As president, who would these candidates appoint to fill the vacancy on the Supreme Court? And how would their judicial nominees break this deadlock when this issue is inevitably re-litigated before the Supreme Court?
If anyone doubted that the fate of the Supreme Court would weigh heavily on the presidential and congressional elections this November, I think this 4-4 non-decision puts the case to rest.
Political analysts are focused on the Republican nominating contest. Some believe that Donald Trump may amass 1,237 delegates and win the nomination at the Republican National Convention in Cleveland. Others believe that no one will win a majority on the first ballot and in subsequent ballots the “Trump” delegates (who in many cases are not chosen by the Trump campaign) would coalesce in support of a Republican more palatable to the establishment.
On April 30, 2011, as Navy Seals were en route to take out Osama Bin Laden, the President helped ensure operational security by keeping to his pre-announced schedule and giving his speech at the annual White House Correspondents’ Dinner.
Donald Trump was in the audience as a guest of the Washington Post and was ridiculed mercilessly by President Barack Obama and comedian Seth Meyers. Obama joked about Trump’s responsibilities on Celebrity Apprentice:
Mr. Trump, recognized that the real problem was a lack of leadership. And so ultimately, you didn’t blame Lil’ Jon or Meatloaf. (Laughter.) You fired Gary Busey. (Laughter.) And these are the kind of decisions that would keep me up at night. (Laughter and applause.) Well handled, sir. (Laughter.) Well handled.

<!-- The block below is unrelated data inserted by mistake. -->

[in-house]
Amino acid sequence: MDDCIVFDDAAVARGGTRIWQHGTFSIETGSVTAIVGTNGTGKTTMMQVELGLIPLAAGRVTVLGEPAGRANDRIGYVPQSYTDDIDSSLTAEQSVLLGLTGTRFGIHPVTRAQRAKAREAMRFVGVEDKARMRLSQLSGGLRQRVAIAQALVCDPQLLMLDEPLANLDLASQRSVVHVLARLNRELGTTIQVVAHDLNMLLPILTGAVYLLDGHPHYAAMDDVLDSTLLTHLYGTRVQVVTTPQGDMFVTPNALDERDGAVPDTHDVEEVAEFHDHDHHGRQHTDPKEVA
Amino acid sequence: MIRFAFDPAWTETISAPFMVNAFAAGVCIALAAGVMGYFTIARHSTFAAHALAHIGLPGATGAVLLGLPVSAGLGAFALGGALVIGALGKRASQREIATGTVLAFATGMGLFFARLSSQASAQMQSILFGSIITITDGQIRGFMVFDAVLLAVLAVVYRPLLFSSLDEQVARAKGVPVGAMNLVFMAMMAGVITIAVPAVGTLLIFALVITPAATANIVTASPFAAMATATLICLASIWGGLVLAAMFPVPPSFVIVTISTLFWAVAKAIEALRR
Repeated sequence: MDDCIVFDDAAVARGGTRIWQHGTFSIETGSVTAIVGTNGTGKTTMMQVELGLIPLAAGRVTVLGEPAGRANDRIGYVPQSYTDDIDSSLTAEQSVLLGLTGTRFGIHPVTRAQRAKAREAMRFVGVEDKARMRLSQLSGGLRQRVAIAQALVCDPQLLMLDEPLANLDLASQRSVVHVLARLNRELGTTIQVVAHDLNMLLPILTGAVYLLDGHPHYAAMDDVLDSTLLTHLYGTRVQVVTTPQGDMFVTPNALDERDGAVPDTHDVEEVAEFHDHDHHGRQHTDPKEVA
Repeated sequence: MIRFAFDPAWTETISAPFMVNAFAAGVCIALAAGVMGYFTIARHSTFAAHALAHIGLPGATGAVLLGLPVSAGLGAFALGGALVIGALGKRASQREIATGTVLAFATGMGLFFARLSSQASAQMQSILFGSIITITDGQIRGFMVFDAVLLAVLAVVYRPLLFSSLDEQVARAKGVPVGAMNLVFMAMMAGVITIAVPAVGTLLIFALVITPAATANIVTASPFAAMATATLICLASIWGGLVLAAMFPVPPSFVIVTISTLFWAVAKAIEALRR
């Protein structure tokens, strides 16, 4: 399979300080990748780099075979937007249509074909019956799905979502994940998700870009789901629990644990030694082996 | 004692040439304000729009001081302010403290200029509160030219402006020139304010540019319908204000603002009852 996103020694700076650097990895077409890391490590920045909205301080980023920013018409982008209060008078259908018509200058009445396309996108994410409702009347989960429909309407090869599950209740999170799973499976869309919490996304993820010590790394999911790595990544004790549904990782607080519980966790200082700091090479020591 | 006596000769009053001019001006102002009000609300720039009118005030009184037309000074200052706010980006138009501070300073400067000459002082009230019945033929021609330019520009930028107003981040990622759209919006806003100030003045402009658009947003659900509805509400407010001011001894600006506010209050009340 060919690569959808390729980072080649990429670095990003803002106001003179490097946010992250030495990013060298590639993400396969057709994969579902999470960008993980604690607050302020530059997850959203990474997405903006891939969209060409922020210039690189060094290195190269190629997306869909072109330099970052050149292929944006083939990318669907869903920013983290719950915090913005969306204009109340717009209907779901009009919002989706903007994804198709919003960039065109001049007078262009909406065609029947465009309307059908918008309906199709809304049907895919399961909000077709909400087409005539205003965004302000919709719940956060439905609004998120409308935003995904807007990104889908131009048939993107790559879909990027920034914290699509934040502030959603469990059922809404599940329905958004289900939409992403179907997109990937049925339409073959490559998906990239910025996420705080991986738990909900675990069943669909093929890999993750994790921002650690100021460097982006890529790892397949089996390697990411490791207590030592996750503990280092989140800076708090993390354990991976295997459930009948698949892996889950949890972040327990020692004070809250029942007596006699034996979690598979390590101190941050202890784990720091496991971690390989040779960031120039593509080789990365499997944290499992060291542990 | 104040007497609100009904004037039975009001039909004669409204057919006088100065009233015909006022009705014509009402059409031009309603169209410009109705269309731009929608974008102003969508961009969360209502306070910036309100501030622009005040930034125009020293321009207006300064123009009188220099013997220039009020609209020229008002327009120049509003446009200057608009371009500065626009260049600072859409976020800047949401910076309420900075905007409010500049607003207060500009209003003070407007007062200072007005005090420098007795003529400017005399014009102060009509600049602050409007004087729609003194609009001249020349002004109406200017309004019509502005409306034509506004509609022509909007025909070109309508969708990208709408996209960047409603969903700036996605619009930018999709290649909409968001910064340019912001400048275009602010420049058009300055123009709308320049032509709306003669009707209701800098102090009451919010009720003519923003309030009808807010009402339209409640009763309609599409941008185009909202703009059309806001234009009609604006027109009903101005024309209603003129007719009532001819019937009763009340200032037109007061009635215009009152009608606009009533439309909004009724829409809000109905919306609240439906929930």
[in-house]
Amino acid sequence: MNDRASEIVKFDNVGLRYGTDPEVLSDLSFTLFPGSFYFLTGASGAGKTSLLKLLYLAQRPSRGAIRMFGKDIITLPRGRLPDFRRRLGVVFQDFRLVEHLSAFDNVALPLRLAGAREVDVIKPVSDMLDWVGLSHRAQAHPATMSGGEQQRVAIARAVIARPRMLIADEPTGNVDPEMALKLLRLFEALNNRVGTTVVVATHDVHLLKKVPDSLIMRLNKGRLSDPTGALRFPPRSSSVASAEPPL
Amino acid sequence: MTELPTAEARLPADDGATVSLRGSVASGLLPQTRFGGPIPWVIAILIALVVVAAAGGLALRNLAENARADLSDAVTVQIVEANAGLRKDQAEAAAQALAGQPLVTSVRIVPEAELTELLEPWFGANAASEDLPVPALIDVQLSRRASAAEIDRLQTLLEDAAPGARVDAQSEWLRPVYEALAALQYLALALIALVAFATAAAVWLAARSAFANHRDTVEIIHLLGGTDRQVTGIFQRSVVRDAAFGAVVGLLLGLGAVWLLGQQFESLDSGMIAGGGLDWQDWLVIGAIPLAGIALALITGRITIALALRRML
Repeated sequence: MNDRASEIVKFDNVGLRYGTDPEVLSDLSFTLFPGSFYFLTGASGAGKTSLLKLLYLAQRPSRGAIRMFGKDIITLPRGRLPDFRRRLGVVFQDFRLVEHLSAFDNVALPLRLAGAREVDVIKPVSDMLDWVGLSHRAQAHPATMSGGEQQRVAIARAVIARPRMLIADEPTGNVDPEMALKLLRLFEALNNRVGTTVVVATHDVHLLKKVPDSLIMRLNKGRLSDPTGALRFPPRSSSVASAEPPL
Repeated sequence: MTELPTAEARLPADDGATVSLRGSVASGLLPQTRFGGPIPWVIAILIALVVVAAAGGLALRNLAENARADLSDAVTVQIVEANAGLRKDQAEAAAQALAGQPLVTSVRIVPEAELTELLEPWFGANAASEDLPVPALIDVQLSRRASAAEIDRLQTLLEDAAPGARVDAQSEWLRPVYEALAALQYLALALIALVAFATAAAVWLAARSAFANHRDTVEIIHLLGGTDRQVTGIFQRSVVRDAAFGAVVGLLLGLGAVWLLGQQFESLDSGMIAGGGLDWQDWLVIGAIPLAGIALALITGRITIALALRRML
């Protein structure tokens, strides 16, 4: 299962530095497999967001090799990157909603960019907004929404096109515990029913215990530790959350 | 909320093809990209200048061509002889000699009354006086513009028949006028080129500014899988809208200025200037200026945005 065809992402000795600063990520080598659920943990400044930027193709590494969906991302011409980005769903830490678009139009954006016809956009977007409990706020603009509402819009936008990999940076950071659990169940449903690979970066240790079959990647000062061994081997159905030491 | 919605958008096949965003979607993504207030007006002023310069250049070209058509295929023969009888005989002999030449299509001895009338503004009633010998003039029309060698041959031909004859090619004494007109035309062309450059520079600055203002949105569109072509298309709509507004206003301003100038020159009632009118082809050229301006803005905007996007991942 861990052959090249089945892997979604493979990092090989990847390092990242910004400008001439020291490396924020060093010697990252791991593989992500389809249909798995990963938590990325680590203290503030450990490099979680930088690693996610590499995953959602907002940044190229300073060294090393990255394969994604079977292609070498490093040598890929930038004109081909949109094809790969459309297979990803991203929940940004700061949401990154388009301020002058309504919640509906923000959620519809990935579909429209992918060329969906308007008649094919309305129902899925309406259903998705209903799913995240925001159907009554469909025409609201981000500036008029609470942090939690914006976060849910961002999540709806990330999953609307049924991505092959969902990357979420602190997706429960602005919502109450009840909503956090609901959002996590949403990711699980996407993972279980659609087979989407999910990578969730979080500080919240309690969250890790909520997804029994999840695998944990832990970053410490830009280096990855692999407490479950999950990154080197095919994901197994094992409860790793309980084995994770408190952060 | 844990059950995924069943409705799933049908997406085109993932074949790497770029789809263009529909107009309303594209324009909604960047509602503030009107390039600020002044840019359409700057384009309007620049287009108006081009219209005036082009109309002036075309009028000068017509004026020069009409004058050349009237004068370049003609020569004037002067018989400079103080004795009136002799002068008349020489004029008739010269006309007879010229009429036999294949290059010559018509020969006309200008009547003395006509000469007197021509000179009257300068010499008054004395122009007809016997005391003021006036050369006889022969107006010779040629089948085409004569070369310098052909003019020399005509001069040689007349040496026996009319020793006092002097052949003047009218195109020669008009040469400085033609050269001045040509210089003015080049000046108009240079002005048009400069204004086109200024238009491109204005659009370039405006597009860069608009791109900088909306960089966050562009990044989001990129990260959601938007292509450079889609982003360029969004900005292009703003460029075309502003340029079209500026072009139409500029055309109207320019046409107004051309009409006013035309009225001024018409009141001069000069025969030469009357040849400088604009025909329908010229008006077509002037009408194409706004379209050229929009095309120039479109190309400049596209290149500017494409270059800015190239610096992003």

Quite a contrast with the decisions which Obama would be faced with that very night in the Situation Room.
Donald Trump tried to be stoic, but from his expression it seems he was internally seething. Was this the moment that Trump decided that he would get the ultimate revenge against the political establishment and the mainstream media?
If you are looking for clues about what this Fall’s campaign will look like, consider the 1964 Presidential campaign. The Republican National Convention in Daly City, California was contested as the establishment viewed Governors Nelson Rockefeller (NY) and William Scranton (NJ) as their best candidates to challenge Democratic incumbent President Lyndon B. Johnson. After much infighting, the radical Senator Barry Goldwater (AZ) was nominated. The belligerent Goldwater ran a campaign of fear while Johnson reached across the aisle winning the support of moderate conservatives with his “Confessions of a Republican” commercial.
Confessions of a Republican
In 2001, the Pennsylvania legislature created the Educational Improvement Tax Credit Program (EITC) in order to encourage companies to donate money to private schools. This program – little known and even less understood – expanded over the years to the point where it has distorted an act of charitable generosity into a accounting trick stealing money from the public treasury and actually paying schools only a fraction of the money lost.
While Pennsylvania’s legislature is unable to agree on a budget, EITC has grown into a bonanza for those willing to game the tax system. Here is how it works: A profitable company or a group of high-income tax payers have a total annual income of $22 million. Normally, Pennsylvania would tax this income at a rate of 3.07%, yielding $675,000 per year to help fund all the needs of our commonwealth including the most underfunded public schools.
However, under this law, the company could commit itself (over the next two years) to “generously” donate $750,000 per year to their favorite education school or scholarship fund. They are then able to use 90% of the value of their donation (i.e. $675,000) as a credit against their obligations to support the needs of our tax. This completely offsets their state obligation!